Mizoram Pushes for Swift Resumption of Border Talks with Assam to End Decades-Old Dispute

Mizoram intensifies efforts to resolve border dispute with Assam and seeks prompt resumption of talks for lasting peace.
Mizoram Pushes for Swift Resumption of Border Talks with Assam to End Decades-Old Dispute

AIZAWL: In a significant development, Mizoram is keen to reignite border talks with Assam to settle the longstanding dispute that has persisted for decades. The recently reconstituted boundary committee, led by Home Minister K. Sapdanga, convened to deliberate on the issue and expressed a strong desire to resume the stalled border discussions with Assam at the earliest.

The committee, assembled after the assembly polls in November last year, emphasized its commitment to resolving the border dispute and fostering peace with Assam. Home Minister Sapdanga, while chairing the committee, highlighted the Zoram People’s Movement (ZPM) government's dedication to safeguarding the state's boundaries and restoring tranquility, especially in the border regions.

Sapdanga stressed the need to explore mutually acceptable solutions to address the border dispute between the two states. He commended the Mizo National Front (MNF) government for its previous efforts towards finding a resolution.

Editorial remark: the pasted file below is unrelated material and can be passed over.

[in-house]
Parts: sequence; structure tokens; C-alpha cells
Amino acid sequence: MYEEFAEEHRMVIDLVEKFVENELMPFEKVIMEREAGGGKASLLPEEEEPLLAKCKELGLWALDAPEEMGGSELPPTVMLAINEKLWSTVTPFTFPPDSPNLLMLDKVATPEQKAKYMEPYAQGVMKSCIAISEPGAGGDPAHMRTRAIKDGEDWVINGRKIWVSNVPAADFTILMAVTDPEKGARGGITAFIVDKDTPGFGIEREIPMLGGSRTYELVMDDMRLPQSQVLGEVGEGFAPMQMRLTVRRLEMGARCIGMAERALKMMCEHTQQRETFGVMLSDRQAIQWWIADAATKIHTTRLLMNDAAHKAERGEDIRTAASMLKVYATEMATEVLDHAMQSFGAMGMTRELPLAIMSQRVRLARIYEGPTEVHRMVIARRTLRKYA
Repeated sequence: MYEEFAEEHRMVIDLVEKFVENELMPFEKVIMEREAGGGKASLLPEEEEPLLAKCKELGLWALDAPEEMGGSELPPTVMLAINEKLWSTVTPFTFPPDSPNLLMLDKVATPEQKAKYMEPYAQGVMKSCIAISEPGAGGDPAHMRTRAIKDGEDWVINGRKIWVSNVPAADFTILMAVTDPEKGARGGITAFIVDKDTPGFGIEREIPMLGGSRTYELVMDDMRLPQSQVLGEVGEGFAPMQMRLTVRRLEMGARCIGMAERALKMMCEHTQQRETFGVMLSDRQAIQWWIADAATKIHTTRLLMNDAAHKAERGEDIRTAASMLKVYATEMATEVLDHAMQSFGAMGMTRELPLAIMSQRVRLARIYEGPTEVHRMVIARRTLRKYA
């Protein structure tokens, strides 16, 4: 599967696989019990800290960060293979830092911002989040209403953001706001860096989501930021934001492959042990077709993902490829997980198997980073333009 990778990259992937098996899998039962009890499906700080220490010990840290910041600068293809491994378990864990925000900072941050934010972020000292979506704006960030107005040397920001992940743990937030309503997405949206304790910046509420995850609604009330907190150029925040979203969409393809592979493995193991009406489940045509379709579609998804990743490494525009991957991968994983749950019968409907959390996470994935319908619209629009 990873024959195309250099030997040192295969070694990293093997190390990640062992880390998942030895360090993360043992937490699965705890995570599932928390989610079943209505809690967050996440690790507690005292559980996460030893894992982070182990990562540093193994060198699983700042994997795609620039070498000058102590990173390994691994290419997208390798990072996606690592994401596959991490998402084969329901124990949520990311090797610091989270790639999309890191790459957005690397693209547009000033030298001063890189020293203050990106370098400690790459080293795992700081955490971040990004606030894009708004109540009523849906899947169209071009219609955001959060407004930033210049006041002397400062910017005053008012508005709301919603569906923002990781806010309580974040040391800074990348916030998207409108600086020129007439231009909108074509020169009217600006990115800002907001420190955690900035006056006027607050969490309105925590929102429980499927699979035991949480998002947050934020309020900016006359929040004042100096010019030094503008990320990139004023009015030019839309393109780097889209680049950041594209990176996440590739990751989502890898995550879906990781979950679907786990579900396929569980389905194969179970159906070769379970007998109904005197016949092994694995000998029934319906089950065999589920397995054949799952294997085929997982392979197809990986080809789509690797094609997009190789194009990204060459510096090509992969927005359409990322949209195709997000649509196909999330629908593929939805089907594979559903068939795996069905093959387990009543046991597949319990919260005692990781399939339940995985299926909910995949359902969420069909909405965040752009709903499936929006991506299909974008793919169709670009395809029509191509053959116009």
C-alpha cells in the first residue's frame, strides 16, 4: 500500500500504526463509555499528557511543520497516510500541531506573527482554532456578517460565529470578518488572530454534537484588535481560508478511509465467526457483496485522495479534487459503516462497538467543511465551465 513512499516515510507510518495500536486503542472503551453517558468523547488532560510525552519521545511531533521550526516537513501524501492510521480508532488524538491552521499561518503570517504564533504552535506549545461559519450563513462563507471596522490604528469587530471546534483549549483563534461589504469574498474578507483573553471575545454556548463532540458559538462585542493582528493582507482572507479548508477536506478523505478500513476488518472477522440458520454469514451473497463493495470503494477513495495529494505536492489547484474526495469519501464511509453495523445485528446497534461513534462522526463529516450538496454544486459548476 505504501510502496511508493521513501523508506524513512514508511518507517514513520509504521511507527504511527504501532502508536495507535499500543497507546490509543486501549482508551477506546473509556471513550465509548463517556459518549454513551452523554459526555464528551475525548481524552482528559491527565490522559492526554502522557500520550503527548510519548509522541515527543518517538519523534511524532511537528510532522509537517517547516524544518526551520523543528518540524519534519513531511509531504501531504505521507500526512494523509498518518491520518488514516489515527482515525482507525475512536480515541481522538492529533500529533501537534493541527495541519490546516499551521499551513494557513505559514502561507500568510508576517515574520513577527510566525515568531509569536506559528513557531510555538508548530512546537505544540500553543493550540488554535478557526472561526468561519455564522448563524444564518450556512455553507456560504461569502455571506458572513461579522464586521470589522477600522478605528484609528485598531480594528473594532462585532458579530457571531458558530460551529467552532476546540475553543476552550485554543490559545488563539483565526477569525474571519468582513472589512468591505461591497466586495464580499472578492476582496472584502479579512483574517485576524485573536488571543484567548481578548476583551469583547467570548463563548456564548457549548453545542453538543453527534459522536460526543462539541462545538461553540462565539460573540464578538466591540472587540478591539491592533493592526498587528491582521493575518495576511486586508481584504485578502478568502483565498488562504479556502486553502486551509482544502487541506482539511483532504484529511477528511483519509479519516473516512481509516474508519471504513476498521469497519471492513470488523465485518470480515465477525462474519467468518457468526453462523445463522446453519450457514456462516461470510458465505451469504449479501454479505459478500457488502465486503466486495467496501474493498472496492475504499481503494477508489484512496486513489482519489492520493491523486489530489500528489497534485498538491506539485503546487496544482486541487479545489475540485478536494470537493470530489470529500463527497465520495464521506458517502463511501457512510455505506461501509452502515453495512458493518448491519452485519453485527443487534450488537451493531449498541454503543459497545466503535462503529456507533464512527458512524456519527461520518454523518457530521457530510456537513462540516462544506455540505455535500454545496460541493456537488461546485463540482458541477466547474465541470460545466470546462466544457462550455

The meeting saw the participation of key figures, including Environment, Forest and Climate Change Minister Lalthansanga, who serves as the vice-chairman of the boundary committee, State Chief Secretary Renu Sharma, Director General of Police (DGP) Anil Shukla, representatives from various parties and NGOs, as well as experts and home department officials.

Mizoram shares a 164.6 km border with Assam's Cachar, Karimganj, and Hailakandi districts across three districts—Aizawl, Kolasib, and Mamit. The border dispute, rooted in historical colonial demarcations, centers around conflicting claims over territories.

Mizoram asserts that 509 square miles of the inner line reserved forest, designated in 1875 under the Bengal Eastern Frontier Regulation (BEFR) 1873, rightfully belongs to its territory. In contrast, Assam relies on the 1933 Survey of India map as its constitutional boundary, leading to a lack of ground demarcation between the two states.

The dispute took a violent turn in July 2021 when police forces from both states exchanged gunfire at the inter-state boundary, resulting in the tragic deaths of six policemen and a civilian from Assam. Over 60 individuals sustained injuries during the clash near Mizoram’s Vairengte village.

Despite several rounds of talks and ministerial meetings, both states remain committed to maintaining peace along the boundary and resolving the dispute through diplomatic dialogue. Mizoram's renewed push for swift negotiations reflects a collective effort to bring an end to this longstanding conflict and establish lasting harmony with Assam.

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